Lydia Ourahmane, The Third Choir, 2014. Courtesy of the artist

10 New Museum Triennial Artists in 10 Days: Lydia Ourahmane

GARAGE's seventh pick from the New Museum's periodic show uses rough-and-ready materials and objects to trace the gradual decay of social and political structures.

by Paddy Johnson
Feb 20 2018, 2:58pm

Lydia Ourahmane, The Third Choir, 2014. Courtesy of the artist

Since Younger than Jesus, its 2009 first installment, the New Museum Triennial has been a key date on the New York art-world calendar. As the city’s only recurring show devoted to international emerging artists, it provides an indispensable first look at the people and practices who will help define the field in years to come. 2018’s event, subtitled Songs for Sabotage, gathers thirty artists and collectives linked by their interest in disrupting the hierarchies of propaganda, power, control that shape our lives and cultures.

Continuing daily through this week, GARAGE introduces ten Triennial artists to watch.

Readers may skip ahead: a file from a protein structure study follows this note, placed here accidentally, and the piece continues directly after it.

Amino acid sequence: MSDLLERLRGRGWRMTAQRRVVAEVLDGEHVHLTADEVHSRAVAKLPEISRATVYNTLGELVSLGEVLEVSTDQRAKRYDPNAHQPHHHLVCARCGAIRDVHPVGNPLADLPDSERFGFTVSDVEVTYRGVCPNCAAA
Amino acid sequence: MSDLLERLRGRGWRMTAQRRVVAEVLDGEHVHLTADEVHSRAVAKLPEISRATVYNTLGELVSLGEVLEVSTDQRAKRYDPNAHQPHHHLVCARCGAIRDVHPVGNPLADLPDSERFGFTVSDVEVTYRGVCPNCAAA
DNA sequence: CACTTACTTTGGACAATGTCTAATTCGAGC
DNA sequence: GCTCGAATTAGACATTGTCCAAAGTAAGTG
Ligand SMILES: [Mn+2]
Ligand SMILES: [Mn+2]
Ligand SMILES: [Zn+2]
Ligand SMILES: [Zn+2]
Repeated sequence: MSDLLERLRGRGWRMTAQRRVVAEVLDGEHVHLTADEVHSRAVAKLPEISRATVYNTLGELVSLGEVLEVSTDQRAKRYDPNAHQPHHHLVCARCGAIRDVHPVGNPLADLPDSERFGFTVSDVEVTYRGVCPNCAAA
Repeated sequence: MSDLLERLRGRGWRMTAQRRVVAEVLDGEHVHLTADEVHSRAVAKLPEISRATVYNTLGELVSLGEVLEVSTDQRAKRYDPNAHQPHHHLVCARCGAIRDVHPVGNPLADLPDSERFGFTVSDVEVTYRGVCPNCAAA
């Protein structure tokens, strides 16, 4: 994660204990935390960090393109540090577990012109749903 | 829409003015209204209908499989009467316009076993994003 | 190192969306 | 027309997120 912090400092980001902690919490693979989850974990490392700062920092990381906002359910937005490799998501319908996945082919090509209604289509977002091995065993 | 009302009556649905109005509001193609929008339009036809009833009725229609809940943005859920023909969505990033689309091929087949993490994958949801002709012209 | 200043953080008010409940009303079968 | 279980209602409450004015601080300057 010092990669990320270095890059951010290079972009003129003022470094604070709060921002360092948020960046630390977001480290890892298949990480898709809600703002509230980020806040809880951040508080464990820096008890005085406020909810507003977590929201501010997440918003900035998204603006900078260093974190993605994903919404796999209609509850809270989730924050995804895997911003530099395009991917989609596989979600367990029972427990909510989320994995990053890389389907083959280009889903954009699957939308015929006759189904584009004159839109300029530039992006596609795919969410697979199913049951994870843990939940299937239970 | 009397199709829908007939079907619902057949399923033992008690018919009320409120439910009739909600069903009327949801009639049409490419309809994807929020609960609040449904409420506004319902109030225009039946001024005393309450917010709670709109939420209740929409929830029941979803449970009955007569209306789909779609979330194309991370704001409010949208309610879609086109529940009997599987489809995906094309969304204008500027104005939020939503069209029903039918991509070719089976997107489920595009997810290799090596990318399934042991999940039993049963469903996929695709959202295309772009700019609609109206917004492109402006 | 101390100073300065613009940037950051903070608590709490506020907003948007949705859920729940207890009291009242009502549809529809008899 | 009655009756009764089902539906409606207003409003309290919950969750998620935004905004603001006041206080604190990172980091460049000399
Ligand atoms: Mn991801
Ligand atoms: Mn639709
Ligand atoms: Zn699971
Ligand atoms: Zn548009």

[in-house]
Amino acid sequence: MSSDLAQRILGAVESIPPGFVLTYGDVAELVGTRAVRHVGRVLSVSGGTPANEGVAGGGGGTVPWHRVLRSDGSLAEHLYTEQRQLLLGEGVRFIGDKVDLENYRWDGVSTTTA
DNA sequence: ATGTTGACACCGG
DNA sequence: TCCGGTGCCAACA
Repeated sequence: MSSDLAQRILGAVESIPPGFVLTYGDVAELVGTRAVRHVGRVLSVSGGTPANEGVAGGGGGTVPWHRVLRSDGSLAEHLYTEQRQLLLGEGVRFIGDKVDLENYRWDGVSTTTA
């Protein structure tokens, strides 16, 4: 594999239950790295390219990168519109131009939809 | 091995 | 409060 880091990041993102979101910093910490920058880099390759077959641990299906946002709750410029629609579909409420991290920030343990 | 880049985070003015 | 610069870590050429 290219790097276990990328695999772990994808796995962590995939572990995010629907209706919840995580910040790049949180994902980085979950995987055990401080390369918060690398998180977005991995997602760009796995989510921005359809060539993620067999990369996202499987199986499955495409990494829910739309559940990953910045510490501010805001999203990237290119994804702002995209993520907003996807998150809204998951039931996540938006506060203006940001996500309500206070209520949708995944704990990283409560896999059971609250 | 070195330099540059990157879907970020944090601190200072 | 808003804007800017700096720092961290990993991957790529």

There’s a good chance that at least one wall in the Triennial won’t last the duration of the show. Erected in an alcove of the John S. Wotowicz stairwell by Lydia Ourahmane (born 1992 in Saïda Algeria; based in London, UK), Finitude (2018) is a crumbling stucco-covered barrier that seems to emit a low hum. For now, it’s just the plaster that’s flaking off as a result of the sonic vibrations, but the implication seems to be that, over time, more serious structural damage might result.

Ourahmane’s work relates to the artist’s larger project, which looks at the degradation of social and political structures, the history of migration in Algeria, and identity in a globalized world. The Third Choir (201415) uses empty oil barrels from an Algerian company as speaker housings, while her lecture The Third Choir Archive (201415) is her account of importing twenty oil barrels to the UK after having applied six times for customs clearance. Aesthetically, her works are usually spare: barrels in a room, sheets of metal on a wall, a spill, a coffee cup.

Ourahmane graduated from London’s Goldsmiths College in 2014, but she’s already making a splash. Her solo show The you in us opened at Chisenhale Gallery last month, and her work was also included in the 15th Istanbul Biennial and This is Your Replacement at Düsseldorf gallery Sies + Höke.

2018 Triennial: Songs for Sabotage is on view at the New Museum, New York, through May 27.

Lydia Ourahmane, Finitude, 2018. Courtesy of the artist
New Museum Triennial
Lydia Ourahmane